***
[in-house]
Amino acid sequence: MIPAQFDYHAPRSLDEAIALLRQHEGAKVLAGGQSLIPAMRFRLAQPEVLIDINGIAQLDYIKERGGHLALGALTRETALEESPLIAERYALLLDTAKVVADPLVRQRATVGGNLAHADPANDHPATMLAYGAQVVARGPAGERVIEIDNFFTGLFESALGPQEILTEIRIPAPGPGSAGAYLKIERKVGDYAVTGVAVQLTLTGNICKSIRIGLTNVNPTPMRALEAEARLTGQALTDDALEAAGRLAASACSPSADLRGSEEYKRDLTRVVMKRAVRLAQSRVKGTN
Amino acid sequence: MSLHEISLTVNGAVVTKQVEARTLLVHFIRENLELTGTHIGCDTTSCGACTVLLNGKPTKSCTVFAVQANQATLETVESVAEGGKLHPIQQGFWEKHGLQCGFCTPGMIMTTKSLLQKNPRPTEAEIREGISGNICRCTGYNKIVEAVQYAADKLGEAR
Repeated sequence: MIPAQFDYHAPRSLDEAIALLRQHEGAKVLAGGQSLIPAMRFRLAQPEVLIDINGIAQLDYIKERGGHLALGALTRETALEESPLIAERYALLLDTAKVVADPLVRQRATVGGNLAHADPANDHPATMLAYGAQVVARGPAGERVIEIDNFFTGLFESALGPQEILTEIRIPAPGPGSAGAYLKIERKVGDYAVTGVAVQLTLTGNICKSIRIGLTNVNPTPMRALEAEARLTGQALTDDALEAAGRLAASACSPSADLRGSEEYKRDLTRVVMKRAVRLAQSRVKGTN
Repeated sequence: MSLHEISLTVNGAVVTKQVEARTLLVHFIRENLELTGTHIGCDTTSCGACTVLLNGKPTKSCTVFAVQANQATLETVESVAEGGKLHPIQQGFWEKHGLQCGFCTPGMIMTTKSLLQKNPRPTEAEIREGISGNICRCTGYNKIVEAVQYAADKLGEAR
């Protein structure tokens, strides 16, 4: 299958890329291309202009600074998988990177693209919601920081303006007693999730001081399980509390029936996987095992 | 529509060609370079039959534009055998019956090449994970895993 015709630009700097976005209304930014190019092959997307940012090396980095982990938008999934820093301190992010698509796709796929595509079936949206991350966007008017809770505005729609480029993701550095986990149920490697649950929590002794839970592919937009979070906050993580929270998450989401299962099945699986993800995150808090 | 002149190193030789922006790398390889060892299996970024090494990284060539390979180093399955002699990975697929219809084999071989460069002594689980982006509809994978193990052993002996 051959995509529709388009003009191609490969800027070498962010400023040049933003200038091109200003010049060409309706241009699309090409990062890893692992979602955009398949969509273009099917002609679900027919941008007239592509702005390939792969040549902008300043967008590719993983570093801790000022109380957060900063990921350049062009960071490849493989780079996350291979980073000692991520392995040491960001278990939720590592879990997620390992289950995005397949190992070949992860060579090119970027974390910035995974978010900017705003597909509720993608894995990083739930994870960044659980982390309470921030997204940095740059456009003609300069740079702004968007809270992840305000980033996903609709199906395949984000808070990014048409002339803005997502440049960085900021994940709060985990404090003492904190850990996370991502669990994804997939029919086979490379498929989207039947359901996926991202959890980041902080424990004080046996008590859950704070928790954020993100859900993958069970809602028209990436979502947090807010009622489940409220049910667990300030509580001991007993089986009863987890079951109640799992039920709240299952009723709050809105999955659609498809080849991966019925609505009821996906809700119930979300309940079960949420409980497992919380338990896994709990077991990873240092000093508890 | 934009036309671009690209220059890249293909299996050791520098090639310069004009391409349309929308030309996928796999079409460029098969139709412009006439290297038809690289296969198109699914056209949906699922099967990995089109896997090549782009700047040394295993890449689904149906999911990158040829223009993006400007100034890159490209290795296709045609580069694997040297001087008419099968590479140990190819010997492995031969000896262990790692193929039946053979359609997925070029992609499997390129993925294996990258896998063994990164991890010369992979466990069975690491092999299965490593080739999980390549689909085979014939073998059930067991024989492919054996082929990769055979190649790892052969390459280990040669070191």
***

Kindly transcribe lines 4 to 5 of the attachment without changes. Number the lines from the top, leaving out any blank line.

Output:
Repeated sequence: MIPAQFDYHAPRSLDEAIALLRQHEGAKVLAGGQSLIPAMRFRLAQPEVLIDINGIAQLDYIKERGGHLALGALTRETALEESPLIAERYALLLDTAKVVADPLVRQRATVGGNLAHADPANDHPATMLAYGAQVVARGPAGERVIEIDNFFTGLFESALGPQEILTEIRIPAPGPGSAGAYLKIERKVGDYAVTGVAVQLTLTGNICKSIRIGLTNVNPTPMRALEAEARLTGQALTDDALEAAGRLAASACSPSADLRGSEEYKRDLTRVVMKRAVRLAQSRVKGTN
Repeated sequence: MSLHEISLTVNGAVVTKQVEARTLLVHFIRENLELTGTHIGCDTTSCGACTVLLNGKPTKSCTVFAVQANQATLETVESVAEGGKLHPIQQGFWEKHGLQCGFCTPGMIMTTKSLLQKNPRPTEAEIREGISGNICRCTGYNKIVEAVQYAADKLGEAR